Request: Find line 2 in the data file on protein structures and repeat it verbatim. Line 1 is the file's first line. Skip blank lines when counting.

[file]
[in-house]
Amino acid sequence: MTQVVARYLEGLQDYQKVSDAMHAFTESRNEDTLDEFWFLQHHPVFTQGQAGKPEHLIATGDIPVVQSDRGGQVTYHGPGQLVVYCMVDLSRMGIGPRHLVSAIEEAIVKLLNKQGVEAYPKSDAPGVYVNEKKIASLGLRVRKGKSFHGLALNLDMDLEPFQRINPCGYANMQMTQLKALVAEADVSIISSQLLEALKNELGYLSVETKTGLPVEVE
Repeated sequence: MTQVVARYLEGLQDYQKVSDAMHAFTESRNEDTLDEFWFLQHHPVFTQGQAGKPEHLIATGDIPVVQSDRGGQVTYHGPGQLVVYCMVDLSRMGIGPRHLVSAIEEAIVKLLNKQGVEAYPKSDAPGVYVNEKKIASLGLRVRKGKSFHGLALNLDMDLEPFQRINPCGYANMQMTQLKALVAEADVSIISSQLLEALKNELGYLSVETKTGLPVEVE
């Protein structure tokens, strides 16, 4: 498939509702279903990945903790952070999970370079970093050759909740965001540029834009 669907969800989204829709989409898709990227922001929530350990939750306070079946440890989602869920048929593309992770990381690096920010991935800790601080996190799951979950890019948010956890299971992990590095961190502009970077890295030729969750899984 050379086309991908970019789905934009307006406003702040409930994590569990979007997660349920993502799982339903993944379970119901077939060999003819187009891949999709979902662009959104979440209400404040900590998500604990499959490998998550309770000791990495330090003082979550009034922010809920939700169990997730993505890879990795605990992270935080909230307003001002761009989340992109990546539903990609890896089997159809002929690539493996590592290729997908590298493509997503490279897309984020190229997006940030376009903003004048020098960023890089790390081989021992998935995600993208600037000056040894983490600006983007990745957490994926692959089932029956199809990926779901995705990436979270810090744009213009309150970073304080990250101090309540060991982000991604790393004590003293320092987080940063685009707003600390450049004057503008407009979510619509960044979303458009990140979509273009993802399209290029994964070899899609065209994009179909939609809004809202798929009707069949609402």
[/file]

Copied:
Amino acid sequence: MTQVVARYLEGLQDYQKVSDAMHAFTESRNEDTLDEFWFLQHHPVFTQGQAGKPEHLIATGDIPVVQSDRGGQVTYHGPGQLVVYCMVDLSRMGIGPRHLVSAIEEAIVKLLNKQGVEAYPKSDAPGVYVNEKKIASLGLRVRKGKSFHGLALNLDMDLEPFQRINPCGYANMQMTQLKALVAEADVSIISSQLLEALKNELGYLSVETKTGLPVEVE